Mooknayak turns 100: How Babasaheb Ambedkar's Marathi weekly for Dalits came into being

As word of Ambedkar's newspaper spread, Kolhapur’s Chhatrapati Shahu Maharaj himself visited Babsaheb in his chawl in Mumbai, offering a donation of Rs 2,500 to start Mooknayak. The first issue was printed on 31 January 1920

Yogesh Maitreya January 31, 2020 16:37:09 IST
Mooknayak turns 100: How Babasaheb Ambedkar's Marathi weekly for Dalits came into being
  • As word of Ambedkar's newspaper spread, Kolhapur’s Chhatrapati Shahu Maharaj himself visited Babsaheb in his chawl in Mumbai, offering a donation of Rs 2,500 to start Mooknayak.

  • The first issue was printed on 31 January 1920.

  • It included a scathing takedown of the Hindu caste structure and its despicable advocacy of inequality.

The year was 1920. Dr BR Ambedkar was working as a government servant, having returned to India a while ago, leaving a course midway in London after his Baroda State Scholarship ended. Babasaheb had already earned a Master’s degree and a Doctorate in the US by that time, but he was anxious to return to the UK and complete his studies towards a second doctoral degree.

Since his return in 1917, he had been trying to work and save enough money towards that end; it was an eventful time. Between 1918-19, the Southborough Committee had invited Babasaheb to testify before it, on behalf of untouchables. Alongside Ambedkar, Vitthal Ramji Shinde — an upper caste social worker — had also been asked to present his testimony. When the newspapers published the proceedings, Shinde’s testimony received significant space. Babsaheb’s — despite his recommendations on reservations and a separate electorate — did not. In January 1919, Babasaheb sent a letter to The Times of India, under the pseudonym ‘Ek Mahar’; the newspaper did not publish his letter. To Babasaheb, these were examples of the media’s prejudiced views under the British Raj.

Another notable incident was when he sent BG Tilak’s Kesari a note for an advertisement along with a Rs 3 publishing fee. Tilak neglected to publish the note, and returned the fee. Babasaheb was by then convinced that the Brahmanical media would never consider the problems of untouchables as important, and of national significance. Babasaheb decided that he would start his own newspaper — a weekly, devoted to the issues and challenges of untouchables. He named it Mooknayak (leader of the dumb).

Mooknayak turns 100 How Babasaheb Ambedkars Marathi weekly for Dalits came into being

All of Mooknayak’s editorials were written by Babasaheb himself, although they did not carry his byline since he was in government service at the time

As word of the newspaper spread, Kolhapur’s Chhatrapati Shahu Maharaj himself visited Babsaheb in his chawl in Mumbai, offering a donation of Rs 2,500 to start Mooknayak. The first issue was printed on 31 January 1920 and included a scathing takedown of the Hindu caste structure and its despicable advocacy of inequality. “Hindu society is like a building. And each caste is one floor in it. But the thing to be remembered is that this building has no stairs. And hence there is no way to go from one floor to another. Those who are born in their floor should die in their respective floors. If a person is from the floor below, no matter how eligible he is, he cannot go to the floor above. And a person from the floor above — no matter how useless he may be — no one has the wisdom/courage to bring him down,” Babasaheb wrote. Apart from his editorial, the issue also carried couplets from 13th century poet-saint Tukaram’s abhanga.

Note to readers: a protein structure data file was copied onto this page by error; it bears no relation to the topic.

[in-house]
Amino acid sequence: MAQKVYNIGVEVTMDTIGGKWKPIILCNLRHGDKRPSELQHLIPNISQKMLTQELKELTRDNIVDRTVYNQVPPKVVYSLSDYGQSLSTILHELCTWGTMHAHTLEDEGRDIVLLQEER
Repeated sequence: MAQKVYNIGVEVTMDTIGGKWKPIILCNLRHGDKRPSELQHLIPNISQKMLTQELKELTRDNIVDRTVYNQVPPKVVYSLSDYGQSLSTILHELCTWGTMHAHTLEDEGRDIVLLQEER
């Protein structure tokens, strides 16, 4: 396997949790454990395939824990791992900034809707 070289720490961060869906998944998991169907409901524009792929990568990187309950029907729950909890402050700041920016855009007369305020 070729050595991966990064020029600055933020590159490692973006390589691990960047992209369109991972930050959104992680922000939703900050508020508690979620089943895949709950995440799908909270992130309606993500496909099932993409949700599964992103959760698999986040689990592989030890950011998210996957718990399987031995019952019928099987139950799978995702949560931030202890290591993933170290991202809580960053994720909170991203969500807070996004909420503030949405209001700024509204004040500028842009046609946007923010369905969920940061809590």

Today, 31 January 2020, marks 100 years of Mooknayak. Celebrations have been planned at Ambedkar Bhavan in Mumbai, for 1 February, to mark the occasion. The short-lived newspaper’s indelible impact may not be evident to those unaware of the history of the Dalit movement, and it would require paying heed to the words of writer and historian JV Pawar, or Ramesh Shinde — a bibliophile who has all the editions of Babasaheb’s books, including the first and the only edition of his doctoral theses (published by a reputed London press in the 1920s). According to Pawar, it was “because of Mooknayak [that] the atmosphere of fear among untouchables faded and because of Babasaheb’s initiative that they [untouchables], now Dalits, acquired a sense of dignity and self-respect as well as confidence”.

All of Mooknayak’s editorials were written by Babasaheb himself, although they did not carry his byline since he was in government service at the time. Remarkably, Mooknayak was published in Marathi, and the weekly played an instrumental role in developing reading habits among Dalits. Those who could not read would ask others to read it aloud to them. And thus, Babasaheb’s thoughts were communicated to them, preparing them for the biggest battle of all — the battle to reclaim human personality, lost under the cruel reign of ‘untouchability’.

With Mooknayak, the silence of the untouchables was shattered.

***

Yogesh Maitreya is a poet, translator and founder of Panther's Paw Publication, an anti-caste publishing house. He is pursuing a PhD at the Tata Institute of Social Sciences, Mumbai.

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